In the beginning of the Dark Ages the warlords of England are brutally kept in line by the Irish King Donnchadh (David O'Hara). Tristan (James Franco) has grown up hating the Irish for killing his family and has made a strong allegiance to father figure Lord Marke (Rufus Sewell) while Isolde (Sophia Myles) Donnchadh's daughter has grown up under her father’s thumb. After a fierce battle that leaves Tristan near death he washes up on Irish soil and is nursed secretly back to health by Isolde who tells him she’s someone else. The two fall madly in love but Tristan must return to England before he’s discovered. Meanwhile Donnchadh decides to stage a tournament between all the champions of England with his daughter as the prize. Tristan ends up winning the princess' hand for Lord Marke but is horrified to find out she’s his own true love. Tristan and Isolde now must suppress their love for the sake of peace and the future of England. But despite their best efforts to stay apart the lovers are driven inexorably together. Despite the fact that Franco (Spider-Man) and Myles (Underworld) look lovely rolling around on the ground in romantic trysts and gazing forlornly at one another you don’t necessarily feel any heat between them. That seems to be mostly the fault of Franco who plays the young Tristan far too stoically. We understand he’s a tortured soul torn between duty and love with his eyes perpetually half-filled with tears. But couldn’t he have shown a little more passion (and while he’s at it washed his hair)? The luminous Myles is better at showing her burning desire but she too is left many times sad and weepy. Only Sewell (Legend of Zorro) who is usually delegated to playing bad guys shows any kind of raw emotion as he first falls genuinely in love with his bride--and then is betrayed by her and the only son he ever knew. He’d probably make a great King Arthur. As the Celtic myth of Tristan and Isolde predates the Arthurian legend as well as Shakespeare’s Romeo and Juliet you can easily see how those two more famous stories were possibly formed. Tristan & Isolde is a classic story of forbidden passion set against political upheaval as well as a tale about a tragic love triangle. Producers Ridley and Tony Scott had been fascinated with the legend for many years and finally got the opportunity to bring it to the big screen. Ridley however who directed last summer’s medieval fare Kingdom of Heaven wisely chose to hand over the directing reins to Kevin Reynolds (Robin Hood: Prince of Thieves) who adequately paints a picture of a time when chaos reigned. Maybe Tristan & Isolde is not as compelling or romantic as the king of them all Braveheart but it is certainly far more accessible than say Kingdom of Heaven. Sorry Ridley.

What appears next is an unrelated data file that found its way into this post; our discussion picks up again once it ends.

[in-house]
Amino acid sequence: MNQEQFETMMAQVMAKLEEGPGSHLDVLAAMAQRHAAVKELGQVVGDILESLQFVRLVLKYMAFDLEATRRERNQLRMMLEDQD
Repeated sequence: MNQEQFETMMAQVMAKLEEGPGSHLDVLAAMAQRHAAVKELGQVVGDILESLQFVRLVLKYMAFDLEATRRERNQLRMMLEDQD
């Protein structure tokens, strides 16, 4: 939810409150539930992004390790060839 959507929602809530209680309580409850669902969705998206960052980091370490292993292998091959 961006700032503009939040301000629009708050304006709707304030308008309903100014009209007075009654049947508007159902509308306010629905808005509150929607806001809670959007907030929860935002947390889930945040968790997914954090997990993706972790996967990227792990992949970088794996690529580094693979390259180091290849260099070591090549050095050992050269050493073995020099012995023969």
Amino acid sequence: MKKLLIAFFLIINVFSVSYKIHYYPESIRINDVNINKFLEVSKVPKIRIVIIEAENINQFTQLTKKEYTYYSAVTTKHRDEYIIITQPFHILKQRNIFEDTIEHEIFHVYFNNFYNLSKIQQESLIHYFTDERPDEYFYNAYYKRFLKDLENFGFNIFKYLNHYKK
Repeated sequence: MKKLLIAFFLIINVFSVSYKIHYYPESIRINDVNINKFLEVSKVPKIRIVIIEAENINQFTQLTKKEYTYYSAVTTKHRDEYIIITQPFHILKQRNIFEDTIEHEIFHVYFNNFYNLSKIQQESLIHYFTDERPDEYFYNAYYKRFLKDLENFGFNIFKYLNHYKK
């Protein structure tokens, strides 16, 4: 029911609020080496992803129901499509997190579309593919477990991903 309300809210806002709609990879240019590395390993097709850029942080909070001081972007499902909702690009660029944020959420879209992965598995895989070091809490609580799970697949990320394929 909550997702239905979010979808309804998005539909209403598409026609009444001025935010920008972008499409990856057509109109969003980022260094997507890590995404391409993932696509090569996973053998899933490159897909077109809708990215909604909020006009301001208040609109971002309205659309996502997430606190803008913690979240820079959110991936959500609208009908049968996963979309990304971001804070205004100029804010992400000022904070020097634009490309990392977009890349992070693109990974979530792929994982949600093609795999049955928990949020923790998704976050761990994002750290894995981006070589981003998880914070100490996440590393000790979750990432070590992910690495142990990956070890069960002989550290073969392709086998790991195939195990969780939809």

London bachelor John (Jack) Worthing who has a murky background and his roguish spendthrift friend Algernon (Algy) Moncrieff pursue romance but are each deceitful in their own ways. Jack who is guardian of his beloved niece Cecily Cardew at an estate outside London invents a brother named Ernest so he can escape to London whenever the whim hits and hook up with pal Algy. Both bachelors are suitors but their lies and the rampant snobbery of the day get in the way. Jack hopes to marry Gwendolen Fairfax but her rigidly elitist and dominating mother Lady Bracknell is put off by Jack's lowly origins. (Parents unknown he was found as a package at Victoria Station.) While Jack locks horns with Bracknell in London Algy journeys to Jack's country home to woo Cecily and gains entree by claiming to be Ernest Jack's invented brother. When Jack returns to the country to announce that the fictive Ernest is dead he must confront pal Algy who has successfully re-invented himself as Ernest and a host of deceits. But delicious revelations unleashed by the devoted nanny-turned-tutor Miss Prism save the day for both fib-prone suitors. Happily Cecily and Gwendolen share their suitors' romantic inclinations and tolerance for tall tales.